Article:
In her book, Johnson recalled how her father’s negative response to the abortion pushed Arlene deeper into a rebellious lifestyle, leading to other abortions. Eventually, Arlene chose life and gave birth to a son she named Burt.
Years later, Arlene came to visit Johnson, expecting another unwanted child. She desired another abortion, and with much deliberation, Johnson performed the procedure on her own sister. Shortly after, Burt died in an accident.
“Of her pregnancies that had ended in abortion, the most recent one I had performed myself,” wrote Johnson. “I could blame it on her own promiscuity and irresponsibility, and there would be truth in that.
“But I knew the real truth – my sister was now without a living child because of me.”
It was then that Johnson stopped performing abortions.
Not long after that, both Robinson and Johnson found themselves kneeling together at a church service, asking for God’s forgiveness.
“It was heartbreaking,” wrote Johnson. “We were aware of our blood-stained hands, but we also believed that Jesus could wash them clean. … Despite the pain of the sorrow we felt, we also felt His forgiveness for our shameful past.”
Fast forward to 2004 when God placed a call on the hearts of those in the Texas community where Robinson and Johnson were living. The call was simple: Go to the local Planned Parenthood clinic and conduct a peaceful prayer vigil for 40 days. There they would have prayer warriors take shifts praying for 960 total hours. The project was called “40 Days for Life” (40DFL).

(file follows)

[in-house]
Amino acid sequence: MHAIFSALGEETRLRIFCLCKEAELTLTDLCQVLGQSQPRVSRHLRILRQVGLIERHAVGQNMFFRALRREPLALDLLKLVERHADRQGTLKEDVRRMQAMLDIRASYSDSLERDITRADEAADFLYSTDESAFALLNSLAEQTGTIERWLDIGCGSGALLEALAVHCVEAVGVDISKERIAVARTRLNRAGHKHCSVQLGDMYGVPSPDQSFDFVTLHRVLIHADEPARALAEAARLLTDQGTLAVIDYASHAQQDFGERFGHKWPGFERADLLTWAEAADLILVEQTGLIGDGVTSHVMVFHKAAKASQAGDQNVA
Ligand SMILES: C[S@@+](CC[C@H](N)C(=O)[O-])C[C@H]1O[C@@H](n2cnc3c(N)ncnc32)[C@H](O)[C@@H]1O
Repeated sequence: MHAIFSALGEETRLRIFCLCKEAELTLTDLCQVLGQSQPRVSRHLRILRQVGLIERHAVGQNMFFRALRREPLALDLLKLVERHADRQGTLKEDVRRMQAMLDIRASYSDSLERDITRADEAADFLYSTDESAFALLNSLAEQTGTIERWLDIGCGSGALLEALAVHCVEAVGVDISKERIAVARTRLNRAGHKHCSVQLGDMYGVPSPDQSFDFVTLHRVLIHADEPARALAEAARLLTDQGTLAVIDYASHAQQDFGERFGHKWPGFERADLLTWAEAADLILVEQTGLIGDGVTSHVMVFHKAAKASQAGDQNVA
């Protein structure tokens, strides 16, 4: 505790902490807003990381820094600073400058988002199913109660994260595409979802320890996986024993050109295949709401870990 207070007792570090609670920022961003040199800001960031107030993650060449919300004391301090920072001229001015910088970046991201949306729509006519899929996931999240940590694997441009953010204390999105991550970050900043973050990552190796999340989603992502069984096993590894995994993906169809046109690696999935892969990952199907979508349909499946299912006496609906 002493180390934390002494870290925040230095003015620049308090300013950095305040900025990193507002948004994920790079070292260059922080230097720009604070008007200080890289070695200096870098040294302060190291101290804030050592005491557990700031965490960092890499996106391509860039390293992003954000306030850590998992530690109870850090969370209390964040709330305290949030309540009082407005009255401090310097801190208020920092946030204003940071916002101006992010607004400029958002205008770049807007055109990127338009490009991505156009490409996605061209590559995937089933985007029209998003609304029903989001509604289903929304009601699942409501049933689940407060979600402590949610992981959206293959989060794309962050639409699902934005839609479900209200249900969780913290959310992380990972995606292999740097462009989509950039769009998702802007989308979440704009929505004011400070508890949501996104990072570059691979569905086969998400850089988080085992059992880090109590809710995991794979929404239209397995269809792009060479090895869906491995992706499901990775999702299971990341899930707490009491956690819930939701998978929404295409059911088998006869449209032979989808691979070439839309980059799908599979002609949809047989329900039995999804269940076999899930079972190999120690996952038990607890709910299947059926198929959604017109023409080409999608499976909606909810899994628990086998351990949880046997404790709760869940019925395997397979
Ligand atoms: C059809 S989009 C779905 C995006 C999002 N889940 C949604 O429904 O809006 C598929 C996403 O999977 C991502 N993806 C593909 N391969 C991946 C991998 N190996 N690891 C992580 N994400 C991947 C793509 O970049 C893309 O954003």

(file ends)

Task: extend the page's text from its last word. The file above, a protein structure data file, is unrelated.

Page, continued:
When Robinson and his wife learned of the event, they excitedly joined. Day after day, the couple watched individuals show up and pray for the lives of the unborn. Then, they began to notice that when they gathered to pray, fewer people arrived for abortions.
“If the traffic slowed down, that meant more babies were saved,” said Robinson.
After seeing the success of the initial vigil, 40DFL events started happening at other Planned Parenthood locations. And again, when the vigils took place, Robinson explained that there was up to a 75% no-show rate for women who had scheduled an abortion.
“The statistics showed on the state and county levels that abortions were lower during the times we had a prayer vigil,” said Robinson. “[We realized that] these ‘40 Days for Life’ things saved lives.”
Not only were babies’ lives saved, but the eyes of facility workers were opened to the truth. After several years, so were the eyes of those taking lives. In the months following the initial vigil, former Planned Parenthood facility director Abby Johnson left the abortion industry and ran straight into the arms of 40DFL.
“We saw babies saved and facility workers leaving the [abortion] cartel,” Robinson exclaimed. “[And] when they did, facilities closed.”
Today, Robinson serves 40DFL as director of medical affairs and education. Since its inception in 2004, the ministry has seen 251 abortion workers leave the industry, 139 abortion facilities close, and 23,525 babies’ lives saved. The ministry is active in more than 60 countries and plans to continue hosting prayer vigils until abortion is no more.
“The Lord saved me, turned me around, and took me from an abortionist to a pro-life warrior,” Robinson continued. “That’s why I am here. I’m so thankful for being transformed and standing against this holocaust. ... It’s a work of God. We cannot claim that we did this.”
(Digital Editor's Note: This article was published first in the October 2023 print edition of The Stand).